The Inner History of Devices
Sherry Turkle is Abby Rockefeller Mauzé Professor of the Social Studies of Science and Technology at MIT and Founder and Director of the MIT Initiative on Technology and Self. A psychoanalytically trained sociologist and psychologist, she is the author of The Second Self: Computers and the Human Spirit (Twentieth Anniversary Edition, MIT Press), Life on the Screen: Identity in the Age of the Internet, and Psychoanalytic Politics: Jacques Lacan and Freud's French Revolution. She is the editor of Evocative Objects: Things We Think With, Falling for Science: Objects in Mind, and The Inner History of Devices, all three published by the MIT Press.
Memoir, clinical writings, and ethnography inform new perspectives on the experience of technology; personal stories illuminate how technology enters the inner life.
For more than two decades, in such landmark studies as The Second Self and Life on the Screen, Sherry Turkle has challenged our collective imagination with her insights about how technology enters our private worlds. In The Inner History of Devices, she describes her process, an approach that reveals how what we make is woven into our ways of seeing ourselves. She brings together three traditions of listening—that of the memoirist, the clinician, and the ethnographer. Each informs the others to compose an inner history of devices. We read about objects ranging from cell phones and video poker to prosthetic eyes, from Web sites and television to dialysis machines.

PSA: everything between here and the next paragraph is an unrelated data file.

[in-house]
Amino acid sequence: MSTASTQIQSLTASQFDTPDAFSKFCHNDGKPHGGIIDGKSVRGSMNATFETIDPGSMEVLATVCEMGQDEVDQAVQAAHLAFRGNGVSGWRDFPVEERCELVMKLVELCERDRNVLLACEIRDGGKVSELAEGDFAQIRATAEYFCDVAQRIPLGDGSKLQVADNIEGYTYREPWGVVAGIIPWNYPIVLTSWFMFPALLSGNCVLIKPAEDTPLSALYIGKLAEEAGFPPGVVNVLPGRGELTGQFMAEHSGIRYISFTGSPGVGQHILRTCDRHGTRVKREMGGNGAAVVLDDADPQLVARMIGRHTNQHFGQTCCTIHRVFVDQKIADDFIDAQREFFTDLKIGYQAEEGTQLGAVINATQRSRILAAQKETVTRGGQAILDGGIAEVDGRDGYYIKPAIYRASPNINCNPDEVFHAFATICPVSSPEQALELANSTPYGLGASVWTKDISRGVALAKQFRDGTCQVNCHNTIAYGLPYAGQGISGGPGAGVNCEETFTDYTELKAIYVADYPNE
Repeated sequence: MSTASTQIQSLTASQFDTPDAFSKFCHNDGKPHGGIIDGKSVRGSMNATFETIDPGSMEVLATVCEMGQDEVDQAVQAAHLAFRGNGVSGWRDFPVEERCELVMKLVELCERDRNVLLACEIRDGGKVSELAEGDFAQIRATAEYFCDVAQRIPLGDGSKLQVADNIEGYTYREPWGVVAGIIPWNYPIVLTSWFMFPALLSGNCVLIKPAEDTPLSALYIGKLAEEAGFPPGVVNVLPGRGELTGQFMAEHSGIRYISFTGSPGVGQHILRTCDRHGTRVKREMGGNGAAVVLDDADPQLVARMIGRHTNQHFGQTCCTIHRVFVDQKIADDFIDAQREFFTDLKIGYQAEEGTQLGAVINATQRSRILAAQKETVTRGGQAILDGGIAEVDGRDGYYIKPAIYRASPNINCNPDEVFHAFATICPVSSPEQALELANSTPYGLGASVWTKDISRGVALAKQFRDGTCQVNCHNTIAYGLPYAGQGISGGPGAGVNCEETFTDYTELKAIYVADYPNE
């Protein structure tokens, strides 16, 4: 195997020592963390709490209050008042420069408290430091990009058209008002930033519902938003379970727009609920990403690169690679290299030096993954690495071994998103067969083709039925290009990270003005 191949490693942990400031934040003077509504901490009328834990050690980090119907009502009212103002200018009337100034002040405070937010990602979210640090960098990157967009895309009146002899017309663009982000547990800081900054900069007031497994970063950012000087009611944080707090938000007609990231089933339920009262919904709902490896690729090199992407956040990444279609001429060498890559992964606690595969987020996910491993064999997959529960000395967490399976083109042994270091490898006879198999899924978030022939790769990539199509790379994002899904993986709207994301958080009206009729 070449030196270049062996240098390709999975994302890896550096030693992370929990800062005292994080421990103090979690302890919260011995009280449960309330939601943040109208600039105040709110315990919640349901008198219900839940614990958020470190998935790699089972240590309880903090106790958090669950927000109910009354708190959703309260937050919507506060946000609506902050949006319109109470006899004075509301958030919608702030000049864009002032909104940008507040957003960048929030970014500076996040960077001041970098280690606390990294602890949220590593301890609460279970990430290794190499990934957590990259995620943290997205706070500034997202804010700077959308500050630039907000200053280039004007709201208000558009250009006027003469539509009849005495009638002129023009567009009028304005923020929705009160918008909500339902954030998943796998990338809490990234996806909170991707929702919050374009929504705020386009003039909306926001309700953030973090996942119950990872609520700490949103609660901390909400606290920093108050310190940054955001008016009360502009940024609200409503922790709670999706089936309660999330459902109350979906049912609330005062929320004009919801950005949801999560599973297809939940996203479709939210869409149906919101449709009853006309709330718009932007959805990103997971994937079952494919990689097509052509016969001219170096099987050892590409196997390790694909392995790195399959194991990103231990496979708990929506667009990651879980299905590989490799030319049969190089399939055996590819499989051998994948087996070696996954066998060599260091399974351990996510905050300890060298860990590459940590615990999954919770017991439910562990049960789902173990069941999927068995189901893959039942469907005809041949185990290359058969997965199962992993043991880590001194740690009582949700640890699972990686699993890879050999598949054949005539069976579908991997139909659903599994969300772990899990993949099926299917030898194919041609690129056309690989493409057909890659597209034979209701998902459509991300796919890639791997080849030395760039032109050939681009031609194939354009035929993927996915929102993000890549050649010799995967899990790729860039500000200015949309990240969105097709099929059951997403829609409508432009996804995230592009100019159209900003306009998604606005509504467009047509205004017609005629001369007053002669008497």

In an introductory essay, Turkle makes the case for an “intimate ethnography” that challenges conventional wisdom. One personal computer owner tells Turkle: “This computer means everything to me. It's where I put my hope.” Turkle explains that she began that conversation thinking she would learn how people put computers to work. By its end, her question has changed: “What was there about personal computers that offered such deep connection? What did a computer have that offered hope?” The Inner History of Devices teaches us to listen for the answer.
In the memoirs, ethnographies, and clinical cases collected in this volume, we read about an American student who comes to terms with her conflicting identities as she contemplates a cell phone she used in Japan (“Tokyo sat trapped inside it”); a troubled patient who uses email both to criticize her therapist and to be reassured by her; a compulsive gambler who does not want to win steadily at video poker because a pattern of losing and winning keeps her more connected to the body of the machine. In these writings, we hear untold stories. We learn that received wisdom never goes far enough.
- Open Access